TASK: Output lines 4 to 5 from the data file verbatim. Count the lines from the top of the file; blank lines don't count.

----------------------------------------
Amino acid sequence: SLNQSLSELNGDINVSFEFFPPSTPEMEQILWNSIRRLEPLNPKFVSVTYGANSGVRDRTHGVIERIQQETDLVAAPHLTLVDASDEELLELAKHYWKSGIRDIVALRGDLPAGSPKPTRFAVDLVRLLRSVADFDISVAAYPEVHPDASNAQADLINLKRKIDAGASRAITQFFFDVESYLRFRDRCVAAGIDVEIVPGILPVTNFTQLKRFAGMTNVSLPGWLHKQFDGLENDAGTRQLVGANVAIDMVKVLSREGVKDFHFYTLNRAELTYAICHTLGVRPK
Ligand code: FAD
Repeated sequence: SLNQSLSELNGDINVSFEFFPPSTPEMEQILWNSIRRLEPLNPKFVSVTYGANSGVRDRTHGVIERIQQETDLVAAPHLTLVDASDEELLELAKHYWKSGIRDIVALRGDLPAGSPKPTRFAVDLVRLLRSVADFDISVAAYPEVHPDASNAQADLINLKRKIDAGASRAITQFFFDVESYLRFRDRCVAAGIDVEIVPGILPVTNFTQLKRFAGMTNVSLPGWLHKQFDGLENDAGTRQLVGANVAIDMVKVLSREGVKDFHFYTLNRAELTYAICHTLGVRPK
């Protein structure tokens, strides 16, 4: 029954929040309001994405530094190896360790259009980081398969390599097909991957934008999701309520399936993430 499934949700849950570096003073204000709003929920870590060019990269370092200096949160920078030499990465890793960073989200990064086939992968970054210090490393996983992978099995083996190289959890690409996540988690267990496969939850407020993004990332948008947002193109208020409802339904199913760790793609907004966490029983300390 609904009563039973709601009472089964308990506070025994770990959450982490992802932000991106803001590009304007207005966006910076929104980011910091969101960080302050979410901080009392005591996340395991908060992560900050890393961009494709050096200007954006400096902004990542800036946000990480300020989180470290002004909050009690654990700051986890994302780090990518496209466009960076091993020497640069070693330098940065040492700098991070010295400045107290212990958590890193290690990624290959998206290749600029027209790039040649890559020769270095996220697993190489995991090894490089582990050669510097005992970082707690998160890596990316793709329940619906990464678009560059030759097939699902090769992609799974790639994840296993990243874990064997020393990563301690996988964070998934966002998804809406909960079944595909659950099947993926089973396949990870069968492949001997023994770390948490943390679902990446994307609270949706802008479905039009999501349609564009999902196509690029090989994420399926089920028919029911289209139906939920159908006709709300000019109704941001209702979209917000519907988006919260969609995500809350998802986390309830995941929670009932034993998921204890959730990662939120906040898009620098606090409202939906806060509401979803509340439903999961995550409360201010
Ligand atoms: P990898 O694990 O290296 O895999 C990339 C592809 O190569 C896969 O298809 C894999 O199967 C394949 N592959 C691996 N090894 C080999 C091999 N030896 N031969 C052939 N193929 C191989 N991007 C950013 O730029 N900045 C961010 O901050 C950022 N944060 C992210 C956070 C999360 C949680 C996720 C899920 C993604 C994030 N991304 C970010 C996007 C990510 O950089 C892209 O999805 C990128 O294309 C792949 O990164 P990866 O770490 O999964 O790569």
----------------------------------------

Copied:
């Protein structure tokens, strides 16, 4: 029954929040309001994405530094190896360790259009980081398969390599097909991957934008999701309520399936993430 499934949700849950570096003073204000709003929920870590060019990269370092200096949160920078030499990465890793960073989200990064086939992968970054210090490393996983992978099995083996190289959890690409996540988690267990496969939850407020993004990332948008947002193109208020409802339904199913760790793609907004966490029983300390 609904009563039973709601009472089964308990506070025994770990959450982490992802932000991106803001590009304007207005966006910076929104980011910091969101960080302050979410901080009392005591996340395991908060992560900050890393961009494709050096200007954006400096902004990542800036946000990480300020989180470290002004909050009690654990700051986890994302780090990518496209466009960076091993020497640069070693330098940065040492700098991070010295400045107290212990958590890193290690990624290959998206290749600029027209790039040649890559020769270095996220697993190489995991090894490089582990050669510097005992970082707690998160890596990316793709329940619906990464678009560059030759097939699902090769992609799974790639994840296993990243874990064997020393990563301690996988964070998934966002998804809406909960079944595909659950099947993926089973396949990870069968492949001997023994770390948490943390679902990446994307609270949706802008479905039009999501349609564009999902196509690029090989994420399926089920028919029911289209139906939920159908006709709300000019109704941001209702979209917000519907988006919260969609995500809350998802986390309830995941929670009932034993998921204890959730990662939120906040898009620098606090409202939906806060509401979803509340439903999961995550409360201010
Ligand atoms: P990898 O694990 O290296 O895999 C990339 C592809 O190569 C896969 O298809 C894999 O199967 C394949 N592959 C691996 N090894 C080999 C091999 N030896 N031969 C052939 N193929 C191989 N991007 C950013 O730029 N900045 C961010 O901050 C950022 N944060 C992210 C956070 C999360 C949680 C996720 C899920 C993604 C994030 N991304 C970010 C996007 C990510 O950089 C892209 O999805 C990128 O294309 C792949 O990164 P990866 O770490 O999964 O790569």